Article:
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Police raid Montreal City Hall in anti-corruption probe

A Sûreté du Québec officer stands outside City Hall in Montreal, Tuesday, Februray 19, 2013, during a raid by officers on the premises.


Quebec's anti-corruption crackdown has reached into the heart of political power in Montreal – City Hall itself – in a sweeping police operation said to be tied to illegal party financing.

Investigators with the UPAC, or Unité permanente anti-corruption, entered the Old Montreal landmark late Tuesday afternoon and ordered municipal employees and political representatives and their staff to evacuate. Investigators were seen inside the office of interim Mayor Michael Applebaum.

Mr. Applebaum later confirmed the meeting with police but said he was not a target of the probe — only a participant. Richard Bergeron, an opposition leader at City Hall, happened to have a meeting scheduled with the mayor at 4:15 p.m., but when he arrived, Mr. Applebaum's office was full of officers, Mr. Bergeron said.

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"I'm not under investigation," he said. "I'm there to work with the police."

"The guards at City Hall told me that they were from UPAC, and I understood it was a raid," he said in an interview.

The raids also hit six boroughs of the city as well as the offices of Union Montréal, the party once led by former mayor Gérald Tremblay but now reduced to a shadow of its former self. The high-profile Charbonneau Commission probing corruption on public-works contracts has heard that Union Montréal collected illegal kickbacks from construction and engineering firms to finance the party.

The boroughs hit by the raids were said to have links to Union Montréal representatives – including the borough of Côte-des-Neiges-NDG, which for years was governed by Mr. Applebaum under the Union Montréal banner; he has since become an independent. The mayor recently disclosed that he had been questioned by investigators from the Charbonneau Commission but denied he was under investigation.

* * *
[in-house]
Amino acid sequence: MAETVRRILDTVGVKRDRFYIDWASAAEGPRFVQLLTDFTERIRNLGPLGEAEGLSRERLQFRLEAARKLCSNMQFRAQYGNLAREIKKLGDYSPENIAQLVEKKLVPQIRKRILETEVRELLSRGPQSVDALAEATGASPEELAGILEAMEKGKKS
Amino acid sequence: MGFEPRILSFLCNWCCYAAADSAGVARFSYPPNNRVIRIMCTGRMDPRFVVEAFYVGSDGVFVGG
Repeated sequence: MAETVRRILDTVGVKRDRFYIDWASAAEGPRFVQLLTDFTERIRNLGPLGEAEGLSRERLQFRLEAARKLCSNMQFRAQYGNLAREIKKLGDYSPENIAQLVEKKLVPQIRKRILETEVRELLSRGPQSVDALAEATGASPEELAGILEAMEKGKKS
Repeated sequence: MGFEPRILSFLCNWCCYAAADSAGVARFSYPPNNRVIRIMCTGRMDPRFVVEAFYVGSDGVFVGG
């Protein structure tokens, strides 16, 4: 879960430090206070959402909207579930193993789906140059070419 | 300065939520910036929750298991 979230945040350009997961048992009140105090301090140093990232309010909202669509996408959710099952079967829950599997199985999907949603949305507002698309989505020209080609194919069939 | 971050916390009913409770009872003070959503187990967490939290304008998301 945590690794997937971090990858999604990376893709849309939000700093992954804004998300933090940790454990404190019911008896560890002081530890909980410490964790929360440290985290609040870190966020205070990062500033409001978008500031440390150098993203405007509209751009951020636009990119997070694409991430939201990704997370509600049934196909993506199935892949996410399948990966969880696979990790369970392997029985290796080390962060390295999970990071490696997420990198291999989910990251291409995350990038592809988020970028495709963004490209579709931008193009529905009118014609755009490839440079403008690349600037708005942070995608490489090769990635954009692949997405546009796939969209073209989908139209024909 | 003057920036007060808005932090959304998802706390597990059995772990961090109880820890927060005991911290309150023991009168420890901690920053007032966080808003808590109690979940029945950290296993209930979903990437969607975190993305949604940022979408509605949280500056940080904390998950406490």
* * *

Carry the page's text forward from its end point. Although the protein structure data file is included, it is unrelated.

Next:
A spokeswoman for UPAC said the raids are the result of an investigation that began in 2010 and involved fraud, forgery and breach of trust. Investigators on Tuesday met 25 witnesses, including current and former politicians, civil servants and City Hall service providers. Media reports said that Mr. Tremblay himself was questioned by police.

No arrests were made.

Montreal opposition leader Louise Harel said she was stunned by Tuesday's police operation. "It's worrisome to see the biggest city of Quebec, its metropolis, being raided. It's like a thunderbolt," she said in an interview. "But at least we're cleaning up. It shows the public that no one is above the law."

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With a report from The Canadian Press

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About the Author

Ingrid Peritz has been a Montreal-based correspondent for The Globe and Mail since 1998. Her reporting on the plight of Canadians suffering from the damaging effects of the drug thalidomide helped victims obtain federal compensation and earned The Globe and Mail a National Newspaper Award, Canadian Journalism Foundation award, and the Michener Award for public service. More

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